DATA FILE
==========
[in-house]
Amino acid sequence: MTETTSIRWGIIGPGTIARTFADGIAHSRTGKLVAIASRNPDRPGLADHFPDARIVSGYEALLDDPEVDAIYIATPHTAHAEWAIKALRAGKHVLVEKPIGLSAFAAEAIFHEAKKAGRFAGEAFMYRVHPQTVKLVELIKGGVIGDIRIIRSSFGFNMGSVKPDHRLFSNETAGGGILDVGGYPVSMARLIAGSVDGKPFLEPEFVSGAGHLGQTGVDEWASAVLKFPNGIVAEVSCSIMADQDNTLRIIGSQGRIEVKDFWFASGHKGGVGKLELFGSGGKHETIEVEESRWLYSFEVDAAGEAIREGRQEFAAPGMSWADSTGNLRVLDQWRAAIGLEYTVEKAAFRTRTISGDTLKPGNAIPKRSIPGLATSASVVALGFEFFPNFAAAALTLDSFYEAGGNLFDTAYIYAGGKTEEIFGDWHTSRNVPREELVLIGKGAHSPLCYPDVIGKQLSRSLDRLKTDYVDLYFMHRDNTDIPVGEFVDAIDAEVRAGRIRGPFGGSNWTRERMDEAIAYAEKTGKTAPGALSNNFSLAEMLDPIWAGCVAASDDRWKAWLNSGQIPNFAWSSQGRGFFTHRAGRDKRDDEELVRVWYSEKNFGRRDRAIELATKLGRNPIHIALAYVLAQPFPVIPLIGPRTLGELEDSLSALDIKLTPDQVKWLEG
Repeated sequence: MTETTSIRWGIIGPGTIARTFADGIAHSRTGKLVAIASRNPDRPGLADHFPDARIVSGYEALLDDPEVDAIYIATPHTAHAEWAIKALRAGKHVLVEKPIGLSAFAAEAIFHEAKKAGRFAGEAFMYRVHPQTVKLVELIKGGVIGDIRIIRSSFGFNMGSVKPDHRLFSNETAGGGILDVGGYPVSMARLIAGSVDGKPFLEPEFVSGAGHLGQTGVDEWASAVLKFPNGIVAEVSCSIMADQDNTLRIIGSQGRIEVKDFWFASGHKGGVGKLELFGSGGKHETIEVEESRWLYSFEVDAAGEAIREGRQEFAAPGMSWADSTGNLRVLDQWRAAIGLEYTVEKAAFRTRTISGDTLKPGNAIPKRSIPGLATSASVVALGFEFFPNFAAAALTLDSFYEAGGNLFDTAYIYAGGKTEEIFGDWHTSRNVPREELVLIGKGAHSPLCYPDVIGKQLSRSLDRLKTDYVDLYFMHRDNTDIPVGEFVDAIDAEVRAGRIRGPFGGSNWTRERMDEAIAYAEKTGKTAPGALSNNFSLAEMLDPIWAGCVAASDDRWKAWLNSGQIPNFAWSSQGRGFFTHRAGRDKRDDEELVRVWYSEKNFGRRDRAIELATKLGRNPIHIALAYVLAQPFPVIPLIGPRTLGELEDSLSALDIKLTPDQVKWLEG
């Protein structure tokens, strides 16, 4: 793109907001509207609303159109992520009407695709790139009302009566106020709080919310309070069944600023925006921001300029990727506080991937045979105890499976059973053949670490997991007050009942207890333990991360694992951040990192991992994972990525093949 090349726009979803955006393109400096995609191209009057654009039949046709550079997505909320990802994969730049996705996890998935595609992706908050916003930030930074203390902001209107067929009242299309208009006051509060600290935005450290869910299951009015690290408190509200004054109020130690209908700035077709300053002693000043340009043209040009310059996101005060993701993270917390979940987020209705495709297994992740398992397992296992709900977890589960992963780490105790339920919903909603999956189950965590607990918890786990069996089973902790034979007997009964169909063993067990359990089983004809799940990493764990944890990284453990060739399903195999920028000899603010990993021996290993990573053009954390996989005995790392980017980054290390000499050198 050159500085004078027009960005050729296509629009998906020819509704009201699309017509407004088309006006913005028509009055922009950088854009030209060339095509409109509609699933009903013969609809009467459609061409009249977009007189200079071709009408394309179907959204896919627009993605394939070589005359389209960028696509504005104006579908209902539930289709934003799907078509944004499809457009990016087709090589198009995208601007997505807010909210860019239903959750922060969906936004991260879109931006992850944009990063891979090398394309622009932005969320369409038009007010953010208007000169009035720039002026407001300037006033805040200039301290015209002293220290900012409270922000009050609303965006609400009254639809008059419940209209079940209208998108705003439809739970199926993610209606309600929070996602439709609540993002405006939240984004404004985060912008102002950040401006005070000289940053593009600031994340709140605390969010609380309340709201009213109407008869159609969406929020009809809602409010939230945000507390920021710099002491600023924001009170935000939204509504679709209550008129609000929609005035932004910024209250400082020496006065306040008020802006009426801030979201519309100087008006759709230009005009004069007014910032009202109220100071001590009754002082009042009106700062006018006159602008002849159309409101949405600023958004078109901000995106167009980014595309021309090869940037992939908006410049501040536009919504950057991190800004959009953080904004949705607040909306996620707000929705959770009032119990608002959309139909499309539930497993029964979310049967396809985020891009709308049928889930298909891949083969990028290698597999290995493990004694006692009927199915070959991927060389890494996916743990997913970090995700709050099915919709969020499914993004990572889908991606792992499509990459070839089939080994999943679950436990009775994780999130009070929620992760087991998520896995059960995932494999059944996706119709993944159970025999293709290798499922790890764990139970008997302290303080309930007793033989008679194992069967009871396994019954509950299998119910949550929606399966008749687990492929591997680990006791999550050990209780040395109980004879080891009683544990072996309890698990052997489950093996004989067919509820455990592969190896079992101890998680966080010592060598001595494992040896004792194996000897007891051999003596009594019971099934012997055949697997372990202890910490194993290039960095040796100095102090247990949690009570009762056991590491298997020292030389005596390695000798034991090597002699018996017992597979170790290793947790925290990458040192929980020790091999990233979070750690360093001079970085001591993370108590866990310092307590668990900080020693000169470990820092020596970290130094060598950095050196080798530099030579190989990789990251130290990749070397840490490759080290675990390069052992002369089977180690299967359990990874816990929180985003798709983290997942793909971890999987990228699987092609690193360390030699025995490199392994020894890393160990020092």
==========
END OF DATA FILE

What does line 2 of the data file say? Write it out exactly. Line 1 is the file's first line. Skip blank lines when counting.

Amino acid sequence: MTETTSIRWGIIGPGTIARTFADGIAHSRTGKLVAIASRNPDRPGLADHFPDARIVSGYEALLDDPEVDAIYIATPHTAHAEWAIKALRAGKHVLVEKPIGLSAFAAEAIFHEAKKAGRFAGEAFMYRVHPQTVKLVELIKGGVIGDIRIIRSSFGFNMGSVKPDHRLFSNETAGGGILDVGGYPVSMARLIAGSVDGKPFLEPEFVSGAGHLGQTGVDEWASAVLKFPNGIVAEVSCSIMADQDNTLRIIGSQGRIEVKDFWFASGHKGGVGKLELFGSGGKHETIEVEESRWLYSFEVDAAGEAIREGRQEFAAPGMSWADSTGNLRVLDQWRAAIGLEYTVEKAAFRTRTISGDTLKPGNAIPKRSIPGLATSASVVALGFEFFPNFAAAALTLDSFYEAGGNLFDTAYIYAGGKTEEIFGDWHTSRNVPREELVLIGKGAHSPLCYPDVIGKQLSRSLDRLKTDYVDLYFMHRDNTDIPVGEFVDAIDAEVRAGRIRGPFGGSNWTRERMDEAIAYAEKTGKTAPGALSNNFSLAEMLDPIWAGCVAASDDRWKAWLNSGQIPNFAWSSQGRGFFTHRAGRDKRDDEELVRVWYSEKNFGRRDRAIELATKLGRNPIHIALAYVLAQPFPVIPLIGPRTLGELEDSLSALDIKLTPDQVKWLEG